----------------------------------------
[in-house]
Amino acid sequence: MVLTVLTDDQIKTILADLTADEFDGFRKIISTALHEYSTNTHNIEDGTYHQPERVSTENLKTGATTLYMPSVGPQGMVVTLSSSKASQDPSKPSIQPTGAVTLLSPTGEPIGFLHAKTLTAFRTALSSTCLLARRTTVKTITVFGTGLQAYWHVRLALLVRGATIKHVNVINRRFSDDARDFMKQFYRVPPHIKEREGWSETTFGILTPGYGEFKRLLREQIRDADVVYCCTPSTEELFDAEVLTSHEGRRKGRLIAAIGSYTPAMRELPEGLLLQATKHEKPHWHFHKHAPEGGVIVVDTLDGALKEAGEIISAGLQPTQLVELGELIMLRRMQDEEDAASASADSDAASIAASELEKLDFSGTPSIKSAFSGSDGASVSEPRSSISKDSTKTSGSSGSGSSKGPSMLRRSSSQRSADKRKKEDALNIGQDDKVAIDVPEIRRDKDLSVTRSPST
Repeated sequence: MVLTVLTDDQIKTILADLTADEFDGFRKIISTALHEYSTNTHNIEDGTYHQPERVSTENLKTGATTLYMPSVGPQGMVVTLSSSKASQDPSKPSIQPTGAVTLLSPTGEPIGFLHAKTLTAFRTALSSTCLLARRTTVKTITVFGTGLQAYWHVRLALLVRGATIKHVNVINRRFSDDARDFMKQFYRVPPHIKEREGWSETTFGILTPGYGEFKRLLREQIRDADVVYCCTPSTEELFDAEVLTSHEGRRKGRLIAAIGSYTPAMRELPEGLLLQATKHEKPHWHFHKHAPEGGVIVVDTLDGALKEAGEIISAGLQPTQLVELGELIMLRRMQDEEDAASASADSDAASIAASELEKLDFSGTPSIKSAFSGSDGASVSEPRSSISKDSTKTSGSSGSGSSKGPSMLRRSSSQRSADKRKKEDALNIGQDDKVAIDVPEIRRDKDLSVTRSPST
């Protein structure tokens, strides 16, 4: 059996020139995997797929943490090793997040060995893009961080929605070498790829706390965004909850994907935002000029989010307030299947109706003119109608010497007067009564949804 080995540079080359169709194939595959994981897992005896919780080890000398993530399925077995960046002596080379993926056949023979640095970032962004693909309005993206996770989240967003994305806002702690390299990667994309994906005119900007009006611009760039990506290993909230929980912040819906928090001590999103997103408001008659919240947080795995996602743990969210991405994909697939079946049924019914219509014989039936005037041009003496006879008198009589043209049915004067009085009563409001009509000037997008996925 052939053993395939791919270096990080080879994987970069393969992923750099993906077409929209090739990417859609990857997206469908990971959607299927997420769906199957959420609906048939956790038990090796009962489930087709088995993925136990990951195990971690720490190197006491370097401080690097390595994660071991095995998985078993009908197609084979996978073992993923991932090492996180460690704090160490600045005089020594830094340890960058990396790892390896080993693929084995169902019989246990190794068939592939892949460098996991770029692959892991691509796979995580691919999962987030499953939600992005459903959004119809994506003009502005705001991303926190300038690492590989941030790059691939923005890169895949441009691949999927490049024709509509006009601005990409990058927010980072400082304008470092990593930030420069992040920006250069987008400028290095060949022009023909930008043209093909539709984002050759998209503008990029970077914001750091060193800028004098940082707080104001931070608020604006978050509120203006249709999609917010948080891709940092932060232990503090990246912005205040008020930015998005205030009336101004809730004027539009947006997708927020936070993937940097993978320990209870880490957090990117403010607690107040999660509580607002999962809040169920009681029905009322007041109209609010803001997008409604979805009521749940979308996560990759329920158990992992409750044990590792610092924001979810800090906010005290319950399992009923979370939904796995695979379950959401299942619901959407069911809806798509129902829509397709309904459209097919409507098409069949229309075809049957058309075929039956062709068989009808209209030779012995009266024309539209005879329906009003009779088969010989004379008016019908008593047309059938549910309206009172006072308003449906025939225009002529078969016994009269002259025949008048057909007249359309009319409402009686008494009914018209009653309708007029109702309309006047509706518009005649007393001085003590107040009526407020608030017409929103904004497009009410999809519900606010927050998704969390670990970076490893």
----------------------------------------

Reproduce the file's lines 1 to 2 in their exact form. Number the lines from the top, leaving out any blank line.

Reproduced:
[in-house]
Amino acid sequence: MVLTVLTDDQIKTILADLTADEFDGFRKIISTALHEYSTNTHNIEDGTYHQPERVSTENLKTGATTLYMPSVGPQGMVVTLSSSKASQDPSKPSIQPTGAVTLLSPTGEPIGFLHAKTLTAFRTALSSTCLLARRTTVKTITVFGTGLQAYWHVRLALLVRGATIKHVNVINRRFSDDARDFMKQFYRVPPHIKEREGWSETTFGILTPGYGEFKRLLREQIRDADVVYCCTPSTEELFDAEVLTSHEGRRKGRLIAAIGSYTPAMRELPEGLLLQATKHEKPHWHFHKHAPEGGVIVVDTLDGALKEAGEIISAGLQPTQLVELGELIMLRRMQDEEDAASASADSDAASIAASELEKLDFSGTPSIKSAFSGSDGASVSEPRSSISKDSTKTSGSSGSGSSKGPSMLRRSSSQRSADKRKKEDALNIGQDDKVAIDVPEIRRDKDLSVTRSPST